Wednesday, April 28, 2010

Meditative Absorption: The First Jhana

A jhana or "absorption" is a meditative state of profound concentration and stillness in which the mind becomes fully immersed and literally absorbed in the chosen object of attention. It is the cornerstone in the development of Right Concentration.

By being without worry or remorse over things done (having practiced blameless morality), one sits and focuses on a meditation subject. If the breath -- a popular choice because it is what the Buddha had taken up when he became enlightened -- is chosen, one focuses completely just under the nose. One is aware of the breath coming in and out. And one remains undistracted, unagitated, and wakeful. Eventually, one will see the breath.

It appears as a tuft of cotton, a glow, or a bright moon released from clouds. Yet, one keeps applying attention only to the spot under the nose not turning attention to anything else. One is "mindful" just of the breath in that area outside the nose. By ignoring the light, the light will approach where attention is being paid. In time, it will become the breath. It is very important to remain quiet, still, undistracted by others. Even when one gets up to rest or attend to affairs, the attention remains on the breath at that spot. That is mindfulness of the breath.

With constant mindfulness applied just there, dropped only when sleeping but otherwise maintained most hours of the day, that "sign" (nimitta) will strengthen and brighten. Since the attention has not changed places and the focus has remained the breath, the sign (an internally created light that becomes visible even with eyes open) will become steady. The body and mind become suffused with temporary states of purity, collectedness, rapture, joy, and bliss. Yet attention remains at the same spot.

  • How long will it take to get to jhana? For some it may seem instant. The reasons for this are easy to understand but terribly difficult to believe. For most people, it takes intensive and consistent effort of more than a month, which is why a retreat is so very helpful. Other vital ingredients are silence, withdrawal, undistractedness, good sleep, consistency, little food intake, and above all a balancing of effort and ease. The company of concentrated people is very helpful but, of course, difficult to find.

Then, when the light is steady, brilliant, and one is able to control it making it bigger or smaller by simply determining that it be so, one is ready to "absorb." One literally does so by forming the intention and making the determination to merge. One becomes one with the light. And in doing so, one has "entered" the first absorption. What is jhana?

"There is the case where a meditator — quite withdrawn from sensuality, withdrawn from unskillful states of mind — enters and remains in the first jhana, experiencing: mental rapture and bodily pleasure born of withdrawal, accompanied by applied-attention and sustained-attention.
  • The five jhana factors are: (1) Initial application of the mind to the object (vitakka or applied attention), (2) sustained application (vicara), (3) joy (piti), (4) happiness (sukha), and (5) one-pointedness (ekaggata). The result in equanimity (upekkha or serene impartiality).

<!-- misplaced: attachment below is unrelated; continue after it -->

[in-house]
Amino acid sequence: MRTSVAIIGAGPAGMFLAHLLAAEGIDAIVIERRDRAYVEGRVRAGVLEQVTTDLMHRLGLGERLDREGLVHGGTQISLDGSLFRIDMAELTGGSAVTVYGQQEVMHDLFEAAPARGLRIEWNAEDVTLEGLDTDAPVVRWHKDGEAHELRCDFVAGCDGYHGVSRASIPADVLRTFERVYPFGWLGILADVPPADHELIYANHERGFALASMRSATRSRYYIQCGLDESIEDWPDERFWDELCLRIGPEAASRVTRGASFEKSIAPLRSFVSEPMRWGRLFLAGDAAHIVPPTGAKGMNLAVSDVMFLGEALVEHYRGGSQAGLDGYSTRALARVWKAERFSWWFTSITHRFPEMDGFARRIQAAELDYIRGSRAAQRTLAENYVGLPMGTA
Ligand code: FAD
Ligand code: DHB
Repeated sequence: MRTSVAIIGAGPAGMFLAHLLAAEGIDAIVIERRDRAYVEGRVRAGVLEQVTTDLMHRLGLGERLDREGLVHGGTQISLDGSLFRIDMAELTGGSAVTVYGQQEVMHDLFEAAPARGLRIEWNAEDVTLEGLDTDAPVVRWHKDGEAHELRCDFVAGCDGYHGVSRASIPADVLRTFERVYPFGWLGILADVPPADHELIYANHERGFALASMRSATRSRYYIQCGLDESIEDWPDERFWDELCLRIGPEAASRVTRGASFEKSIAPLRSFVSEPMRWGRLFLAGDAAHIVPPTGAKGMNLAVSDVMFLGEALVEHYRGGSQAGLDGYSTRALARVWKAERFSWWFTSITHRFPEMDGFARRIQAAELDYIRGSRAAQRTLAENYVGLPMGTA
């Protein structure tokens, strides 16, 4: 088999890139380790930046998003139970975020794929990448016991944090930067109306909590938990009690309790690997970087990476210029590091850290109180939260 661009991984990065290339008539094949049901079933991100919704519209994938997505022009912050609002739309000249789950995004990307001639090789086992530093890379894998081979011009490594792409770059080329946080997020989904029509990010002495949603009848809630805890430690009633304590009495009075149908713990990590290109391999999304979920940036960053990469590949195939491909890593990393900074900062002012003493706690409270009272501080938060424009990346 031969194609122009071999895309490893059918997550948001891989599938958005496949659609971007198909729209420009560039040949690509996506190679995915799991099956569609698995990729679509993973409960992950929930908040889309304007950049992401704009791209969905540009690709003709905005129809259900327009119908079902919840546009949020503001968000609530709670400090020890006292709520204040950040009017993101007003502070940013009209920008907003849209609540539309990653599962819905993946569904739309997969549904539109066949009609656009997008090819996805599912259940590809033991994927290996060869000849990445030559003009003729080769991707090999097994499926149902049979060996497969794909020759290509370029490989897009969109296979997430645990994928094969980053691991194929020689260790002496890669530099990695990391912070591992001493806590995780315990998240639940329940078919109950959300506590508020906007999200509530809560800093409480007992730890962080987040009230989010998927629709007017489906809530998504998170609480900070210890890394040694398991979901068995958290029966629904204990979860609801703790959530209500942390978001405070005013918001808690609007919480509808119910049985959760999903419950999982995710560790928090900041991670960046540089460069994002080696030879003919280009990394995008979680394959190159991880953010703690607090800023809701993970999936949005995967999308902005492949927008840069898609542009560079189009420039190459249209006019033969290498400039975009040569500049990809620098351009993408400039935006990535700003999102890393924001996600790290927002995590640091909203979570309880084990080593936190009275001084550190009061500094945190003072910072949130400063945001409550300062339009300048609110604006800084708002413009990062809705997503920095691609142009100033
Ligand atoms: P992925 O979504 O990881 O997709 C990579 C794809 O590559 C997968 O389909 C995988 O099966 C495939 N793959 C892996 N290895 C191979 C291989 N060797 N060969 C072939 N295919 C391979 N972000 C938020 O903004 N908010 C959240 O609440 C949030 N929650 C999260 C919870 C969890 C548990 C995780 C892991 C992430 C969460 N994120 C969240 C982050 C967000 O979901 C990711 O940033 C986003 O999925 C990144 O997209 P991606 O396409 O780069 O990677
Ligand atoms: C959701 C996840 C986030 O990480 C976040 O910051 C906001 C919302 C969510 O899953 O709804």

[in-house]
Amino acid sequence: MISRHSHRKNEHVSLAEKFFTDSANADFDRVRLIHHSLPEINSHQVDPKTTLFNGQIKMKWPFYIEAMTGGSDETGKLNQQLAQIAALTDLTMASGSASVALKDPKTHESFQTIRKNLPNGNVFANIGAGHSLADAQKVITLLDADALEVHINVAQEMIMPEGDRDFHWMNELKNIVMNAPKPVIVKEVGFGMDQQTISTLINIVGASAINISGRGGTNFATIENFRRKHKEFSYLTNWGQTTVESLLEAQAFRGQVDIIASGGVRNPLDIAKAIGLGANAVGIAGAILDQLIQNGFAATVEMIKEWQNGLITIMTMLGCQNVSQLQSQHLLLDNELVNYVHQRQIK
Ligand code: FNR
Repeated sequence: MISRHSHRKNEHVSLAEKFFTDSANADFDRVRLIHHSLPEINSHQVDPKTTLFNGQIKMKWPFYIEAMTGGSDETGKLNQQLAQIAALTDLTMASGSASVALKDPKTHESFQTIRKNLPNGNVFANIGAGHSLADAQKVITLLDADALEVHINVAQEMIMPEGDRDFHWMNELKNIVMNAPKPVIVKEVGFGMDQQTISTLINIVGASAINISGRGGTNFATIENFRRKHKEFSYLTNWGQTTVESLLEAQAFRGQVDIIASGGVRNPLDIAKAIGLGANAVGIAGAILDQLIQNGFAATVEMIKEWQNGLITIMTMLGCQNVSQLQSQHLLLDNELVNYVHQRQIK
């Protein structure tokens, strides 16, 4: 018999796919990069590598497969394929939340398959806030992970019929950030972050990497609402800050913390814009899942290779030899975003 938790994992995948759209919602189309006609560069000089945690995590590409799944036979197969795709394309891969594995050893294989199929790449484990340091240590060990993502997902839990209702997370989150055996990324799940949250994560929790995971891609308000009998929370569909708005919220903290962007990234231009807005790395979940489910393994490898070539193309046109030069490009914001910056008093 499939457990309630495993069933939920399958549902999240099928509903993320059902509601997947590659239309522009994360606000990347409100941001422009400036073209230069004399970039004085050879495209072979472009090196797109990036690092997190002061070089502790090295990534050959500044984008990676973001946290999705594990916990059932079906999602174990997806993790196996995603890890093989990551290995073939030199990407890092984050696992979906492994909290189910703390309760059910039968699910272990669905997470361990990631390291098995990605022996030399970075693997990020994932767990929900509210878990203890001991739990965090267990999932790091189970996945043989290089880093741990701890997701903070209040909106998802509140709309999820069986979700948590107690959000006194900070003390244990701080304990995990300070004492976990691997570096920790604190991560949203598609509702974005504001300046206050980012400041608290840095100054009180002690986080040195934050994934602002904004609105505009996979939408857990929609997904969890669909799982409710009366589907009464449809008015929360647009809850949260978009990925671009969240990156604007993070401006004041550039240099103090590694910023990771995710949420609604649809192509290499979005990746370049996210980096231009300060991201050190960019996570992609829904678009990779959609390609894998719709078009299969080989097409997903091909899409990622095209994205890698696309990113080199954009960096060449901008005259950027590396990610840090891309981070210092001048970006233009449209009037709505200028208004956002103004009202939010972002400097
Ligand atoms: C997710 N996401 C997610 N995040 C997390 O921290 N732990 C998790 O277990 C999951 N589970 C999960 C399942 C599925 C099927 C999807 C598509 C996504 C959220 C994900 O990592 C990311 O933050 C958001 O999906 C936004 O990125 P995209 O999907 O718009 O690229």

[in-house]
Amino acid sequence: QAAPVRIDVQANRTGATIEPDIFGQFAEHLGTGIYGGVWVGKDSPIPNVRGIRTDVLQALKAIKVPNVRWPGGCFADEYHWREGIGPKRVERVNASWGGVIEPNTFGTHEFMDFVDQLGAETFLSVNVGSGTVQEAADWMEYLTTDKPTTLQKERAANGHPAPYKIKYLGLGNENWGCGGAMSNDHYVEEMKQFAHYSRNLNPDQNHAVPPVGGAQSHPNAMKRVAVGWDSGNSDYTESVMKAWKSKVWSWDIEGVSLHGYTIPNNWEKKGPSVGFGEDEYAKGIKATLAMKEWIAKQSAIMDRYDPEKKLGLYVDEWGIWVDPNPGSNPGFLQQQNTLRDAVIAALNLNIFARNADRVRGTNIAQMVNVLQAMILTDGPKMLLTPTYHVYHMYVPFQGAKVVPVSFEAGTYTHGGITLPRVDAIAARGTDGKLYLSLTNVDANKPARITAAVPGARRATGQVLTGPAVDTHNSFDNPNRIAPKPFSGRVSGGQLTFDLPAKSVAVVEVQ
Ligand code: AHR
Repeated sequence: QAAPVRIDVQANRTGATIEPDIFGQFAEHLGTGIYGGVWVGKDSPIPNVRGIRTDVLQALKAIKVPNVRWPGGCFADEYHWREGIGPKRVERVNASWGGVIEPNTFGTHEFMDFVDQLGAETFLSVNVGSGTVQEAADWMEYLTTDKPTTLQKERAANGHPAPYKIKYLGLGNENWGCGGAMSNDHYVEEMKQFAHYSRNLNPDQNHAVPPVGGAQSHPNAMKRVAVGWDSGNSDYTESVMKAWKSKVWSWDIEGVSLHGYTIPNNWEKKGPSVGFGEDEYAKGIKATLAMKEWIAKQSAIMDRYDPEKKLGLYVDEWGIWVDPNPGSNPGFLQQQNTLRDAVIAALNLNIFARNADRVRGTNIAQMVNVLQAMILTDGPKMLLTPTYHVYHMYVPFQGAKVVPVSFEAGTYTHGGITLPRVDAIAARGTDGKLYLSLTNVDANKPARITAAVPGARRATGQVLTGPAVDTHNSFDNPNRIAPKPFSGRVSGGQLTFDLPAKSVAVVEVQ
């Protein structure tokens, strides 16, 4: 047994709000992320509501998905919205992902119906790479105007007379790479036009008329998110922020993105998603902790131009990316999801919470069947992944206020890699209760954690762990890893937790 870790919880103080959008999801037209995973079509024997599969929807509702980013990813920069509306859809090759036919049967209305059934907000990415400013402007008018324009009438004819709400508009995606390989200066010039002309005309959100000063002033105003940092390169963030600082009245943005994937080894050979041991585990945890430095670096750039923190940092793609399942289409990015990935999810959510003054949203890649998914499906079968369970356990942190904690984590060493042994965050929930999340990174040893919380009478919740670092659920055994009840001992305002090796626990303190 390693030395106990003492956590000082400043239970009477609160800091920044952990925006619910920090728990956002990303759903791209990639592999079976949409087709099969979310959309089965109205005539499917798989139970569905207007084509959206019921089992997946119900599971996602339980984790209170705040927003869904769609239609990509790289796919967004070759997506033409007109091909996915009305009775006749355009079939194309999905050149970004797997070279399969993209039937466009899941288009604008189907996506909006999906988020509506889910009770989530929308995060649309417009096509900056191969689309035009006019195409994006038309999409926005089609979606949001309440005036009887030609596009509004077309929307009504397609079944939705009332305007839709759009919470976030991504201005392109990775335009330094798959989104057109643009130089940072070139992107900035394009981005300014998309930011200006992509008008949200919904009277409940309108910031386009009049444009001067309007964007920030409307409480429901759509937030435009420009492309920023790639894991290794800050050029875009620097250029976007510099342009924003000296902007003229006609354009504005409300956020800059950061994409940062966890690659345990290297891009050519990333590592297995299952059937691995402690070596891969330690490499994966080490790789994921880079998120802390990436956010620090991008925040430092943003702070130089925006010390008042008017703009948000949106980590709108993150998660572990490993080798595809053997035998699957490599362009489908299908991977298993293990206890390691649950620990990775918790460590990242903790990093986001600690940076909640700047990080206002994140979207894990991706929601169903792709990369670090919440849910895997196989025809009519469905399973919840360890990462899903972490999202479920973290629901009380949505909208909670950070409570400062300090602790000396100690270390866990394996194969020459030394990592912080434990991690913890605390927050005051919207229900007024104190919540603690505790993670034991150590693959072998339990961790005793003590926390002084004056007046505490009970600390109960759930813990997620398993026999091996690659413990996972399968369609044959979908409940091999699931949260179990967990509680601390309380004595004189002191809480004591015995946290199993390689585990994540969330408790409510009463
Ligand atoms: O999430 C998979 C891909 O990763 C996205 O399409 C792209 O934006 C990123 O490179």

One permeates and pervades, suffuses and fills this very body with the rapture and pleasure born of mental and physical withdrawal. There is nothing in this entire body left unpervaded by rapture and pleasure born of withdrawal.

"It is just as if a skilled bath attendant or apprentice would pour bath powder into a brass basin and knead it together, sprinkling it again and again with water, so that this ball of bath powder — saturated, laden with moisture, permeated within and without — would become a ball of soap and not drip. Even so, the meditator permeates, suffuses, and fills every part of this body with the rapture and pleasure born of withdrawal. There is nothing in this entire body unpervaded by rapture and pleasure born of withdrawal...

Why would anyone want to do this? The Buddha's definition of Right Concentration in the Noble Eightfold Path is the first four jhanas. In order to successfully practice mindfulness for liberating insight (described in the commentaries as vipassana) as well as the Divine Abidings (Brahma Viharas), one needs a powerful concentration (calm, serenity, or collectedness known as samadhi). In this way, wisdom can be cultivated and developed that results in enlightenment.

"Mindfulness" (sati) without sufficient concentration (samadhi) is a hard and often futile effort. However, it is said that a very intensive "dry insight" practice gives rise to weak but sufficient form of "momentary" or "access" concentration. This is unstable concentration is a very frustrating, brittle, hit-and-miss substitute for Right Concentration. But on account of it, countless meditators have neglected jhana, which the Buddha praised in countless sutras.

Some even believe that Right Concentration is no longer possible in this dissolute and distracted age. It is more difficult to be sure, but we guarantee it is possible. Otherwise we would not speak of it. But meditators at Wisdom Quarterly and their teachers have verified the sutras and commentaries (such as the Path of Purification) and can say with perfect assurance that it is possible for one practicing in the correct way to experience what is recorded.


Vern said...

I'd like to hear from others that are experiencing jhana... for me, they came within a year. I started to share some of my experiences. I hope, if you are experiencing something like jhana during meditation, you write and share it with me too... metta, vern

Ron said...

What is the difference between Meditation and Absorption?